Coal Is Getting Even Closer to the End of Its Line

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In 2020, Americans used 447 million short tons (to distinguish from metric tons) of coal. That’s enough to fill 4 million railroad cars, which sounds like a lot. But it’s also the country’s lowest annual coal consumption since 1965, and even that barely hints at the historical territory coal may soon explore. A few more years at the downward pace of the past decade, and U.S. coal use will reach levels last seen in the 19th century.

This year coal is getting a respite as a roaring economic recovery boosts electricity demand after last year’s pandemic-induced drop. The U.S. Energy Information Administration is forecasting a 12% increase in coal consumption for the year and a slight increase in 2022. After that, though, it’s hard to see what could stand in the way of a resumption of the decline, which averaged 5% a year in the decade before the pandemic.

Most of the market-share loss so far has been to fracked natural gas, but the combination of cheap wind and solar power plus better batteries will likely push coal’s continued decline. Donald Trump’s pro-coal policies failed to slow its downward spiral; President Joe Biden’s climate policies will aim to accelerate it. By 2030, BloombergNEF forecasts, electricity generation from coal will have fallen to about half of 2020’s depressed level.

Coal became the country’s primary energy source in the late 1880s, displacing the forest-destroying practice of burning wood. It ceded the top spot to petroleum in 1950 but enjoyed a late-20th-century renaissance as the primary fuel for power plants. Now its long and useful—if environmentally costly—run in the U.S. would seem to be nearing an end.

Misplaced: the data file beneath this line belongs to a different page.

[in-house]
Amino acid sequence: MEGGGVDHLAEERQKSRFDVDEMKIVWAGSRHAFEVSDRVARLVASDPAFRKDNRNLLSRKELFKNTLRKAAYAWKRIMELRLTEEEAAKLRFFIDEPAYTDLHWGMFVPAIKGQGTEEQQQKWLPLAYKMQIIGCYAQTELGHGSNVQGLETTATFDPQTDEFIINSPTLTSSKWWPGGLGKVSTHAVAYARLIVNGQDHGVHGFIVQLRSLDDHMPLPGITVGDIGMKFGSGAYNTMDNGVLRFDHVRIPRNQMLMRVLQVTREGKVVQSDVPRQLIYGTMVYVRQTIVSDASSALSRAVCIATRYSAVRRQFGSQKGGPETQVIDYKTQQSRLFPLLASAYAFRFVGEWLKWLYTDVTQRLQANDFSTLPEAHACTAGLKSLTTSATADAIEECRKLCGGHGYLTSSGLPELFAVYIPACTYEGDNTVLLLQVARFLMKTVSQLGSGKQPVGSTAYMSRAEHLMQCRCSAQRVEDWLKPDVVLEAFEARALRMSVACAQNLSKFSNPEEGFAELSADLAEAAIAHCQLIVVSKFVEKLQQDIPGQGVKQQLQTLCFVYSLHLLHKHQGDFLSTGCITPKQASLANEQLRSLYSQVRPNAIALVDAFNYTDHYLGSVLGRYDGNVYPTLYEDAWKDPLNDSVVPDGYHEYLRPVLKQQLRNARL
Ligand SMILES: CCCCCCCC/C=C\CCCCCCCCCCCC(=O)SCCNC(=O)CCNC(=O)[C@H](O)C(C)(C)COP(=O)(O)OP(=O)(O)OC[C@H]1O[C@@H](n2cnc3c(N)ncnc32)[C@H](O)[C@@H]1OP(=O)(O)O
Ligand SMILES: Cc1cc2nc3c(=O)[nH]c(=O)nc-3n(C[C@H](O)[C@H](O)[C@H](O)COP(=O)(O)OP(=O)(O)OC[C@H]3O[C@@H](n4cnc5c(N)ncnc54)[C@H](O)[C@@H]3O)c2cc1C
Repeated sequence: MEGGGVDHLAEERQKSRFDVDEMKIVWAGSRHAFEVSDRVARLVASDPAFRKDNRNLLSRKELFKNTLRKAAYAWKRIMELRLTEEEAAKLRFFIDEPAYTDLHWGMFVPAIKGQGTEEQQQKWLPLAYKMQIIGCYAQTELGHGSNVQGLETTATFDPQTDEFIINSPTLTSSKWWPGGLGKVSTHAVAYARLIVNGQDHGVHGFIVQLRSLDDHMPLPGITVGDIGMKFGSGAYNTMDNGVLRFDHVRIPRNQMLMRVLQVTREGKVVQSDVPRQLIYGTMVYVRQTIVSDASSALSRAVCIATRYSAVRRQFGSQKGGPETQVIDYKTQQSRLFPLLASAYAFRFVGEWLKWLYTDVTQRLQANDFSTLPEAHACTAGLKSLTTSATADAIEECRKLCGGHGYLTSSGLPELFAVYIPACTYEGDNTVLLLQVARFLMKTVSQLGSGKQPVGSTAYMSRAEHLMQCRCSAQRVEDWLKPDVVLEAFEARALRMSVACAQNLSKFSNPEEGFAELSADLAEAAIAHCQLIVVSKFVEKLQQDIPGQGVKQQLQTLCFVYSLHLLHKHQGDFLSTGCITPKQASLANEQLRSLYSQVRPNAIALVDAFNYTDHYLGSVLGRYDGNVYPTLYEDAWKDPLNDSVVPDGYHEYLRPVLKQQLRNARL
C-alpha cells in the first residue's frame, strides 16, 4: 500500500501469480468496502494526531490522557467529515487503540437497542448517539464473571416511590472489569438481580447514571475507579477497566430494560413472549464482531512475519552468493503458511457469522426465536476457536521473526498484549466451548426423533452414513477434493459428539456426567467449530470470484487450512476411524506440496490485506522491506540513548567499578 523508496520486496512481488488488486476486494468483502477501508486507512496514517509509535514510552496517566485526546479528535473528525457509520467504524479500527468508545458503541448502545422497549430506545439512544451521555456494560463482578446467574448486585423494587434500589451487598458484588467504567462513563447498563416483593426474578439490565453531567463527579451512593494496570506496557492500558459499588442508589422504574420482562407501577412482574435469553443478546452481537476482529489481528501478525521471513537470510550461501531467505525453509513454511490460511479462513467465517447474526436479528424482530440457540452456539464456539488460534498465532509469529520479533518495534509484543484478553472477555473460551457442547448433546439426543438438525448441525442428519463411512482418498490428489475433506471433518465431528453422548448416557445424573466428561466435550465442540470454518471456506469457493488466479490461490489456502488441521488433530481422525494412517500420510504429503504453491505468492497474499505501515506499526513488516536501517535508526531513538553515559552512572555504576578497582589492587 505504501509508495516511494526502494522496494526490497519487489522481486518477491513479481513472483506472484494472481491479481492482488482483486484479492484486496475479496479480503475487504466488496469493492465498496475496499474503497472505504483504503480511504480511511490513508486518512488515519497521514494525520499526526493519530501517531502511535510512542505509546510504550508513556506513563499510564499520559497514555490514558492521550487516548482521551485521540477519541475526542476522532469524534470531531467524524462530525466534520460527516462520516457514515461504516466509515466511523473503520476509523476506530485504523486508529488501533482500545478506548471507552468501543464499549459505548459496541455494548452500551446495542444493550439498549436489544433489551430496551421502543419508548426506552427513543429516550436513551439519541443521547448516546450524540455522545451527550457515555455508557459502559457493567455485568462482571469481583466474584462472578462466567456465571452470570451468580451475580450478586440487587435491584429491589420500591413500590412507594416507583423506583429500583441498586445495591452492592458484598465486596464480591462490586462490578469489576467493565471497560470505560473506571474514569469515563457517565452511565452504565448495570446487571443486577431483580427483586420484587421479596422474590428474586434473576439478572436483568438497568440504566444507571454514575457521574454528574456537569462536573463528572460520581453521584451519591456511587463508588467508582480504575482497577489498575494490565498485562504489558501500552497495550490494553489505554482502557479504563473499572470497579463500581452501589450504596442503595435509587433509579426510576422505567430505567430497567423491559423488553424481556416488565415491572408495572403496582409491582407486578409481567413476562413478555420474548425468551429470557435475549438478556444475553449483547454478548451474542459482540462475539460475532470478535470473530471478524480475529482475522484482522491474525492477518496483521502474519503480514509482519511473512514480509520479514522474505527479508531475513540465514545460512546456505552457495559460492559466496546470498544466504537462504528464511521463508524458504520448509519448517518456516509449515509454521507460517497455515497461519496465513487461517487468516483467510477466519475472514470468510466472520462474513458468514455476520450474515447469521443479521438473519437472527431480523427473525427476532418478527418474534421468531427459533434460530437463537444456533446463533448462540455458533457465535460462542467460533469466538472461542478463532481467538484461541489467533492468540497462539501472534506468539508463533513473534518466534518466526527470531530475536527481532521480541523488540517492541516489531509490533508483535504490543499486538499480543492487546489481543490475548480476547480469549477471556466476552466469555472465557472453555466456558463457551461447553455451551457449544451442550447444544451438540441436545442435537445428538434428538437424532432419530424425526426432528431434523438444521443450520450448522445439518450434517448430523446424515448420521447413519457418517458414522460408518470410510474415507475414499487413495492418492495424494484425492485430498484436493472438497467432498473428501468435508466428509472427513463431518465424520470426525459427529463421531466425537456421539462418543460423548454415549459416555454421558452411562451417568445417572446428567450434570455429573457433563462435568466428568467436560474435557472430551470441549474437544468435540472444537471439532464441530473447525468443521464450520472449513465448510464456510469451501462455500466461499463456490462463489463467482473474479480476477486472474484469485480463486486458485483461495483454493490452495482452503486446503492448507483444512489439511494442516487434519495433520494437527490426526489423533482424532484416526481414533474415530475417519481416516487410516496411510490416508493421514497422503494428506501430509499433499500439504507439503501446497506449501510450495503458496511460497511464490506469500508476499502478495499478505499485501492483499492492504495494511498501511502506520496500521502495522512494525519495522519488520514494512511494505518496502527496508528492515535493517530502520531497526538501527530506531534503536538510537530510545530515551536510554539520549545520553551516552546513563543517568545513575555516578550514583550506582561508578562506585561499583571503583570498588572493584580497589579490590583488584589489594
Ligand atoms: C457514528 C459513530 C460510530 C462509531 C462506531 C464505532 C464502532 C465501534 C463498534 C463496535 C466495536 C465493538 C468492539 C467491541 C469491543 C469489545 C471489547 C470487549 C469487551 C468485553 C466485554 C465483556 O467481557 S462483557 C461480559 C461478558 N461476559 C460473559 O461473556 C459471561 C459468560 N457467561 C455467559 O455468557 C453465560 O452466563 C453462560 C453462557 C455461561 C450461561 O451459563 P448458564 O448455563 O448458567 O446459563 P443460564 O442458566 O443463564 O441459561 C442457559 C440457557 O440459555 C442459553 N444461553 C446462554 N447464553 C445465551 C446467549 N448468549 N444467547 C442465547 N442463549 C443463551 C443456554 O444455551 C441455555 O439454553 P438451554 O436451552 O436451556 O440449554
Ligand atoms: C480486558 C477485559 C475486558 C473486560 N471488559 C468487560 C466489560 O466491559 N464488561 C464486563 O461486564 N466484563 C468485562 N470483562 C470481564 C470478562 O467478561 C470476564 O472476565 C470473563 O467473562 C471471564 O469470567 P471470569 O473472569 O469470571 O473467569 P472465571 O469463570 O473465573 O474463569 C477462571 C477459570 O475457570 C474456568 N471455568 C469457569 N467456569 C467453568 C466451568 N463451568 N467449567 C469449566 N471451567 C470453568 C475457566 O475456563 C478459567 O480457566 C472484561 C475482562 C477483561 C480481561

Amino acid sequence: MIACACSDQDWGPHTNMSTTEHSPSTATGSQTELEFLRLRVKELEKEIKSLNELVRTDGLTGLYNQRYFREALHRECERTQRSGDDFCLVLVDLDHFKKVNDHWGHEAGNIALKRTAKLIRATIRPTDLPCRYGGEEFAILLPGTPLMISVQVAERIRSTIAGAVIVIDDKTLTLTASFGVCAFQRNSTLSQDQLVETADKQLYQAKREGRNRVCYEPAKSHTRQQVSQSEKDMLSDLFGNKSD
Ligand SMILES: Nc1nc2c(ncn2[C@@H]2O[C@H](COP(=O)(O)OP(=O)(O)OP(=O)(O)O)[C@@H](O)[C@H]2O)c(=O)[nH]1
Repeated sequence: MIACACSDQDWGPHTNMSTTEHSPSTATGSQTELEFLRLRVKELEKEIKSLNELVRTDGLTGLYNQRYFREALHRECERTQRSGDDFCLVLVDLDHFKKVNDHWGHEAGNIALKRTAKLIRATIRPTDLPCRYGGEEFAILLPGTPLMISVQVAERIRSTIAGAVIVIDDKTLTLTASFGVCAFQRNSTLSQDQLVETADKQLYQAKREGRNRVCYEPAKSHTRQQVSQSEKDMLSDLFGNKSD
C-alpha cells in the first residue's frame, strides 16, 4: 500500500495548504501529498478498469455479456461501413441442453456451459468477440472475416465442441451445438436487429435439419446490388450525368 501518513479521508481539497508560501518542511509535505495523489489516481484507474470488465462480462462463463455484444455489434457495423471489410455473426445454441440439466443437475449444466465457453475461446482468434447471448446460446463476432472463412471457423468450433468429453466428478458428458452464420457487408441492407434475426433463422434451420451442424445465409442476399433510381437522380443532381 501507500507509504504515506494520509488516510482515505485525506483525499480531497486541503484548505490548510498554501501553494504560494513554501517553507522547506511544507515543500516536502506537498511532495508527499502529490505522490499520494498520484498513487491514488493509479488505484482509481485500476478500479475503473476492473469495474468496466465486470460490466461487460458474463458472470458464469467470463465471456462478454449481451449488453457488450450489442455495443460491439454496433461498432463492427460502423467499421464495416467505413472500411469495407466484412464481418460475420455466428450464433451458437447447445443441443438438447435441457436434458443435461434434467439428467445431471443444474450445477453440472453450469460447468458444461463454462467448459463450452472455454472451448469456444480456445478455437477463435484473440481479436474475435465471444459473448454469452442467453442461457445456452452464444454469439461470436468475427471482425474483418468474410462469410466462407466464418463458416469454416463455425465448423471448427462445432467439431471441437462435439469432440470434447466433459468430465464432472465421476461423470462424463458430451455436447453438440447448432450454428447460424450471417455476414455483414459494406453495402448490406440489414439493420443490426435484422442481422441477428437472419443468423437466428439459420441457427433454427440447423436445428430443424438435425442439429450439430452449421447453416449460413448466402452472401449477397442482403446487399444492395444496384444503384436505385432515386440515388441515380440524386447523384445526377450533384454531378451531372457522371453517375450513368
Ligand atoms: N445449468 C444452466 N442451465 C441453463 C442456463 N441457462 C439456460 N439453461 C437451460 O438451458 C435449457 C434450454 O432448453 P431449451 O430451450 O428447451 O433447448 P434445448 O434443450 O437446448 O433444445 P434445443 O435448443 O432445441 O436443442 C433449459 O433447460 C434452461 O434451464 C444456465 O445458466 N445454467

Coal Is Getting Even Closer to the End of Its Line

Working in the Coal Mine

Employment in U.S. coal mining peaked long before coal consumption did, hitting a high of 863,000 workers in 1923. In 2007, when coal use peaked, it was 77,000. In March it was 43,600

Whose War on Coal?

U.S. coal use fell at a 5.2% annual pace during Barack Obama’s presidency and at a 10.1% pace during Trump’s. 

Keeping the Lights On 

Of the coal consumed in the U.S. in 2020, 91% was burned to generate electricity, with almost all the rest used for steelmaking and other industrial purposes. 

No Coals in Newcastle

In the U.K., where the coal-fueled Industrial Revolution began, annual consumption has fallen below the 10 million metric tons it’s estimated to have first reached in the 1790s. 

©2021 Bloomberg L.P.

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